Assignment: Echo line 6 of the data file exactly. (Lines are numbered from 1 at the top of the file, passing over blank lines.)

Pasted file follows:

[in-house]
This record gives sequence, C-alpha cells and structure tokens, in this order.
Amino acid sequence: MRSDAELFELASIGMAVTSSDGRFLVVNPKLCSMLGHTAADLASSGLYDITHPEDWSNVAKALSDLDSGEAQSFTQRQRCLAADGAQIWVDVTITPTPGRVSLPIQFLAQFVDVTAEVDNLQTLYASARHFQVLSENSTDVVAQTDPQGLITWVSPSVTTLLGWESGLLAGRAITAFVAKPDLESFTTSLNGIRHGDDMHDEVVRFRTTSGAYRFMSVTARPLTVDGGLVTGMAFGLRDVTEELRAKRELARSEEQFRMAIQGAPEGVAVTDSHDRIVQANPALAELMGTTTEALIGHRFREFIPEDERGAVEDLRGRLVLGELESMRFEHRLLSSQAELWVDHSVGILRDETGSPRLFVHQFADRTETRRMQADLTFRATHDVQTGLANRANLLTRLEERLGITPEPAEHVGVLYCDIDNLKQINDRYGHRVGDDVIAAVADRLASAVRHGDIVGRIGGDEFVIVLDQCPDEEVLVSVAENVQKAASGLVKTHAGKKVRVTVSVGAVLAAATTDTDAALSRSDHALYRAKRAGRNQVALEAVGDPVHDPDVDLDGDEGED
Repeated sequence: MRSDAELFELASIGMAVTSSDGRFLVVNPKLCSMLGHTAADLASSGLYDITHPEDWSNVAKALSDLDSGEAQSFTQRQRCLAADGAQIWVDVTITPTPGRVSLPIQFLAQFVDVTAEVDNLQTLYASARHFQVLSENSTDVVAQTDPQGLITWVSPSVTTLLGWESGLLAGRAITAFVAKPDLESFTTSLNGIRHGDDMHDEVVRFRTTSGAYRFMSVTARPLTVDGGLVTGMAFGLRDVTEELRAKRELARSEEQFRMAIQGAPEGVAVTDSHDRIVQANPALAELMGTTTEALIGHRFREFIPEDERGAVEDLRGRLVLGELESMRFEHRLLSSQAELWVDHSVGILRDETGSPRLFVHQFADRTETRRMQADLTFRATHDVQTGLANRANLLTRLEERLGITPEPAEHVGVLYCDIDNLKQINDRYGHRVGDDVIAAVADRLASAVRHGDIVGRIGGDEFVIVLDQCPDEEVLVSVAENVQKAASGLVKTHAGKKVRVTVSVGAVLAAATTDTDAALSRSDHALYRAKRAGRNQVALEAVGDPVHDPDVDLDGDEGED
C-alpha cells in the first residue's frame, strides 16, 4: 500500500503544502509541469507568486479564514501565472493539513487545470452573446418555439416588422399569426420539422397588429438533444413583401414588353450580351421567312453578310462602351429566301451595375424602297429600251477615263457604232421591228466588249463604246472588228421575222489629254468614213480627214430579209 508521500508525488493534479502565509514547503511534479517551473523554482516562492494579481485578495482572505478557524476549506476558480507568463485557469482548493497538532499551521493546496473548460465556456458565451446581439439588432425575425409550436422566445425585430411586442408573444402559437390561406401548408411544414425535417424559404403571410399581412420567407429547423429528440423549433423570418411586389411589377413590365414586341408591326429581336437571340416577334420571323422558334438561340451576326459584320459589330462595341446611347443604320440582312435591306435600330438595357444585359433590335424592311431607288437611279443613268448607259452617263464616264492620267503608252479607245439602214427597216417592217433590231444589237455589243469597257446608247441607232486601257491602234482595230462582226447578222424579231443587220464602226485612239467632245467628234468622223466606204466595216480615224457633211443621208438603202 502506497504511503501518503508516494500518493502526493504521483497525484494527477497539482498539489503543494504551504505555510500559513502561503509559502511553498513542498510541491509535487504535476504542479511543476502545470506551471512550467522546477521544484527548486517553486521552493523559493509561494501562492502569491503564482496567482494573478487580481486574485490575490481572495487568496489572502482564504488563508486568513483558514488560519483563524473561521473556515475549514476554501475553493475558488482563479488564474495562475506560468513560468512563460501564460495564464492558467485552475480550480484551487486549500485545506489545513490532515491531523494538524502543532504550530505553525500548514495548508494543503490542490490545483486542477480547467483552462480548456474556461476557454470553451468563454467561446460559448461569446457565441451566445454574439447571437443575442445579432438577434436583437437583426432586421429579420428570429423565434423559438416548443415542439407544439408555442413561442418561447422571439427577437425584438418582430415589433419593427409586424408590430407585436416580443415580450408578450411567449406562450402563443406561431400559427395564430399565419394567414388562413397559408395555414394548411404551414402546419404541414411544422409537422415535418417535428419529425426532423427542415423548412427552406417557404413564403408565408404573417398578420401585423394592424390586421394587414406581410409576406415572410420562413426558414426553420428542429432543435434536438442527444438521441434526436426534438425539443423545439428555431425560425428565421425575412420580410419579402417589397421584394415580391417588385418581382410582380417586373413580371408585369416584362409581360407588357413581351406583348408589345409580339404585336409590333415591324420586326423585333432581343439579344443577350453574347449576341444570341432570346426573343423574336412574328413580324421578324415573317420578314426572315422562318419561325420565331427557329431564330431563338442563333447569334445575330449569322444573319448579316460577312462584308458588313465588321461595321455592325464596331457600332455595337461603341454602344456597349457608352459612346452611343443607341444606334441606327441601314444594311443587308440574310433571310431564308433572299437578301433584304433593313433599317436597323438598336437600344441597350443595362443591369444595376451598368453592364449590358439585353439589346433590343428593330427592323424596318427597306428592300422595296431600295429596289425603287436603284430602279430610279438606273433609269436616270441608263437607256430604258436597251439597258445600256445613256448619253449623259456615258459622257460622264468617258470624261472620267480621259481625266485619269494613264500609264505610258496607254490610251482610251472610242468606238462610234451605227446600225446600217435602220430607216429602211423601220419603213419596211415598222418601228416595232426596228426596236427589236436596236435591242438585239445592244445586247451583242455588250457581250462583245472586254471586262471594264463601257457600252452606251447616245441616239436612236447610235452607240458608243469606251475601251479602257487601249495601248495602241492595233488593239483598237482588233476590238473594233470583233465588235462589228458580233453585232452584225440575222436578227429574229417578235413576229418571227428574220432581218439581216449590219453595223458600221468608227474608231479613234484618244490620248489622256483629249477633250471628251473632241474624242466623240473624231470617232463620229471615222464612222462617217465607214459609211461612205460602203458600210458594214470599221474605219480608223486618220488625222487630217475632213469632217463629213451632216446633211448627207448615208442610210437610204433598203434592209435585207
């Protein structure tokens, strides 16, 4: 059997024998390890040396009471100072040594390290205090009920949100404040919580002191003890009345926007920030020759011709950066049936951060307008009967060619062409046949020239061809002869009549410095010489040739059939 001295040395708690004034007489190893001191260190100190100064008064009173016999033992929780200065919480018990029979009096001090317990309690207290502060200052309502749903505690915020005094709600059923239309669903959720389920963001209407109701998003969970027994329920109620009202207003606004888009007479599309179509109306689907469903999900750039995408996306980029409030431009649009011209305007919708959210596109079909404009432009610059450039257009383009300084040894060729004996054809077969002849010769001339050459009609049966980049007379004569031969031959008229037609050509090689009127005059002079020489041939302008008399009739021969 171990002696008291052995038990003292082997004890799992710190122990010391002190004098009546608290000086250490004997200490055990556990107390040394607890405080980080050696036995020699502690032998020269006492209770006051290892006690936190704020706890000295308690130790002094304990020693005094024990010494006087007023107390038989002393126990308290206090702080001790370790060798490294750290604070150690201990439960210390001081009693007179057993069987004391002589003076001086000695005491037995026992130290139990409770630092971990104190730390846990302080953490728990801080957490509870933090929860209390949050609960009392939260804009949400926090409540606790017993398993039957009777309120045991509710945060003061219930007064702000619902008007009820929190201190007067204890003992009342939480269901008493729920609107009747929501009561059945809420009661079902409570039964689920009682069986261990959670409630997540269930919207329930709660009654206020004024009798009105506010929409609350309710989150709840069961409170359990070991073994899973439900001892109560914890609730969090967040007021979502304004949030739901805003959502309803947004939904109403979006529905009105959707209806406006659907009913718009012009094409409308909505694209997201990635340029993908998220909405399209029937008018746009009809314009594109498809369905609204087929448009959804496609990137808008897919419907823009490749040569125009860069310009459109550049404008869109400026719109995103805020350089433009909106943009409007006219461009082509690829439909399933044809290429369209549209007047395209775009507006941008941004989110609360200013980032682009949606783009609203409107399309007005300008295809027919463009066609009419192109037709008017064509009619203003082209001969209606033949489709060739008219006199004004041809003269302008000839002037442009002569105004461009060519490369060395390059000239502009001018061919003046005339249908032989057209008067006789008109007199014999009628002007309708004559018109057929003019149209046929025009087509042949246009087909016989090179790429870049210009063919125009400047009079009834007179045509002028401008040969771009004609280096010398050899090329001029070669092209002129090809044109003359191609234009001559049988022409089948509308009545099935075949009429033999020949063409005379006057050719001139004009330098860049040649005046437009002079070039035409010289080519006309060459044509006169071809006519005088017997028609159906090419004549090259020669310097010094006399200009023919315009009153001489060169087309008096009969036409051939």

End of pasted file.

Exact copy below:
């Protein structure tokens, strides 16, 4: 059997024998390890040396009471100072040594390290205090009920949100404040919580002191003890009345926007920030020759011709950066049936951060307008009967060619062409046949020239061809002869009549410095010489040739059939 001295040395708690004034007489190893001191260190100190100064008064009173016999033992929780200065919480018990029979009096001090317990309690207290502060200052309502749903505690915020005094709600059923239309669903959720389920963001209407109701998003969970027994329920109620009202207003606004888009007479599309179509109306689907469903999900750039995408996306980029409030431009649009011209305007919708959210596109079909404009432009610059450039257009383009300084040894060729004996054809077969002849010769001339050459009609049966980049007379004569031969031959008229037609050509090689009127005059002079020489041939302008008399009739021969 171990002696008291052995038990003292082997004890799992710190122990010391002190004098009546608290000086250490004997200490055990556990107390040394607890405080980080050696036995020699502690032998020269006492209770006051290892006690936190704020706890000295308690130790002094304990020693005094024990010494006087007023107390038989002393126990308290206090702080001790370790060798490294750290604070150690201990439960210390001081009693007179057993069987004391002589003076001086000695005491037995026992130290139990409770630092971990104190730390846990302080953490728990801080957490509870933090929860209390949050609960009392939260804009949400926090409540606790017993398993039957009777309120045991509710945060003061219930007064702000619902008007009820929190201190007067204890003992009342939480269901008493729920609107009747929501009561059945809420009661079902409570039964689920009682069986261990959670409630997540269930919207329930709660009654206020004024009798009105506010929409609350309710989150709840069961409170359990070991073994899973439900001892109560914890609730969090967040007021979502304004949030739901805003959502309803947004939904109403979006529905009105959707209806406006659907009913718009012009094409409308909505694209997201990635340029993908998220909405399209029937008018746009009809314009594109498809369905609204087929448009959804496609990137808008897919419907823009490749040569125009860069310009459109550049404008869109400026719109995103805020350089433009909106943009409007006219461009082509690829439909399933044809290429369209549209007047395209775009507006941008941004989110609360200013980032682009949606783009609203409107399309007005300008295809027919463009066609009419192109037709008017064509009619203003082209001969209606033949489709060739008219006199004004041809003269302008000839002037442009002569105004461009060519490369060395390059000239502009001018061919003046005339249908032989057209008067006789008109007199014999009628002007309708004559018109057929003019149209046929025009087509042949246009087909016989090179790429870049210009063919125009400047009079009834007179045509002028401008040969771009004609280096010398050899090329001029070669092209002129090809044109003359191609234009001559049988022409089948509308009545099935075949009429033999020949063409005379006057050719001139004009330098860049040649005046437009002079070039035409010289080519006309060459044509006169071809006519005088017997028609159906090419004549090259020669310097010094006399200009023919315009009153001489060169087309008096009969036409051939």